Public speaking is consistently ranked the number one fear of adult Americans. The Rochester Chamber Toastmasters are disrupting that familiar narrative by empowering area high school students to confidently embrace public speaking opportunities.
The Toastmasters’ 8-week Youth Leadership Program is wrapping up its sixth year at the Alternative Learning Center (ALC), one of Rochester’s public high schools. On Wednesday mornings for the last two months, students have been gathering from 8 a.m. to 8:50 a.m. in Beth Rojas’ classroom for the program.
On a particularly sunny Wednesday morning earlier this spring, I had the opportunity to sit in on a session. Tim Amert, Mike Winkles and Greg Klinger were the three Toastmasters volunteers that day.
After a review of the morning’s schedule, it was time for the three student speeches of the day. A volunteer leader from the classroom did all the introductions that day and formally shook each speaker’s hand as the Toastmasters protocol encourages.
First, Gabe gave a talk about procrastinating complete with a bag full of props, sailor hat, and the kind of playful humor that instantly warmed up the room. Next, Jacq shared about the positive impacts of drawing. She provided a desktop full of samples and asked classmates to take one if they’d like.
"There isn’t a person in here who can’t do a fantastic drawing. Anyone can draw," she said encouragingly.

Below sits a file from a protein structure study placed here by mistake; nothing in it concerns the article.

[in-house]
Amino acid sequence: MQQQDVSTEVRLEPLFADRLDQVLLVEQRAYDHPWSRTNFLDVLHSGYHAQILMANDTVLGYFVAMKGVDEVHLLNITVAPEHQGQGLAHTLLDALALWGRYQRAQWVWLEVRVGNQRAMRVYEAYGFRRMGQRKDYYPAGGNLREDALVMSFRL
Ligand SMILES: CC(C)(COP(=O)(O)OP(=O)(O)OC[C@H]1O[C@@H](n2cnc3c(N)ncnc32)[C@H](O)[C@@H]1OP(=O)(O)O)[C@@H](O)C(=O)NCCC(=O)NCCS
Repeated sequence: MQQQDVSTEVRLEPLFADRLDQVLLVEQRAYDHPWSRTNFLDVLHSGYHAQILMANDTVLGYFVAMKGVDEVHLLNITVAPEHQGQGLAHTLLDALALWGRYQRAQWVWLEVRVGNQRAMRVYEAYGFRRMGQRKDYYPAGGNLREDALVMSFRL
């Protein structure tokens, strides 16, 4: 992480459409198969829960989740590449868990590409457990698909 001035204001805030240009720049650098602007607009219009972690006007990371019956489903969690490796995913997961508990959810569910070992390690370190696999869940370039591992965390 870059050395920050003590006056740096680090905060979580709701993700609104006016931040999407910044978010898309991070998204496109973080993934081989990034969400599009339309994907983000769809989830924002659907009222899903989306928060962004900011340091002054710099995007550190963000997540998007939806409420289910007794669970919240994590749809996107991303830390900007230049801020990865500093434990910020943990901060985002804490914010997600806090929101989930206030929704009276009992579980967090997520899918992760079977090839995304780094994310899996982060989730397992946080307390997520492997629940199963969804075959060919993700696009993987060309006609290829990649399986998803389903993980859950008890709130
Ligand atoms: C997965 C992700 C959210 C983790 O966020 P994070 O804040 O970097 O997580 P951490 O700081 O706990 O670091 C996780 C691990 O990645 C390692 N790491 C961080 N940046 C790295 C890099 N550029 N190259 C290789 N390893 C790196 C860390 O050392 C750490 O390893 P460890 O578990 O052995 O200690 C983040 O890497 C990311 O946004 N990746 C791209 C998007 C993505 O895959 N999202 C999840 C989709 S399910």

Seth then gave his speech about the brain benefits of playing chess, complete with a board and all its pieces.
The room filled with applause after each speech. From the outside, it appeared to be a typical high school classroom, but inside it felt like more. Rojas’ classroom, like all the rooms of the ALC, are spaces that have been cultivated by teachers, students, administrators and community partners to be grounded in an attitude of mutual respect, adaptability and encouragement.
The session lasted just less than 50 minutes. The three Toastmasters expressed individual feedback to each of the day’s speakers. Several students also had the opportunity to give spontaneous speeches. The day concluded with everyone helping to get the space back in order and set up for the next class to begin.
After class I spoke with Seth and Jacq, two of the morning’s speakers. Jacq said, "It’s a useful experience for everyone. It’s also really fun." Seth shared next. He described the ways that the training has helped him to improve eye contact during public speaking. "These are all skills that are going to help us later in life," he reflected.
For Rojas, the partnership with the Rochester Chamber Toastmasters has been outstanding. She teaches a variety of subjects at ALC and primarily focuses on ninth-grade students.
"I can’t say enough wonderful things about this partnership with Toastmasters," she said. "They’ve been great mentors to my students."
The Toastmasters also feel encouraged by the partnership with ALC.
"Partnerships like this are so important to our community because everyone benefits," Klinger said. "The students and school benefit from having some guidance for the kids as they tackle public speaking. As Toastmasters, the Youth Leadership Program is one way we can serve the community, which I think is the main reason a lot of us want to improve our public speaking and leadership skills through Toastmasters to begin with."
Klinger and fellow Toastmaster Amert both highlighted that the students of ALC are a source of inspiration to them. Amert described that, over the years, the students have taught him that "persistence and perseverance and drive can overcome big issues." Klinger said that being with the students reveals that "everyone has a story or a talent that will take you by surprise."
Public speaking is a life skill that can open doors and increase confidence. The partnership between the ALC and the Rochester Chamber Toastmasters is a reminder that when groups work together, new possibilities expand and mutual transformation takes place.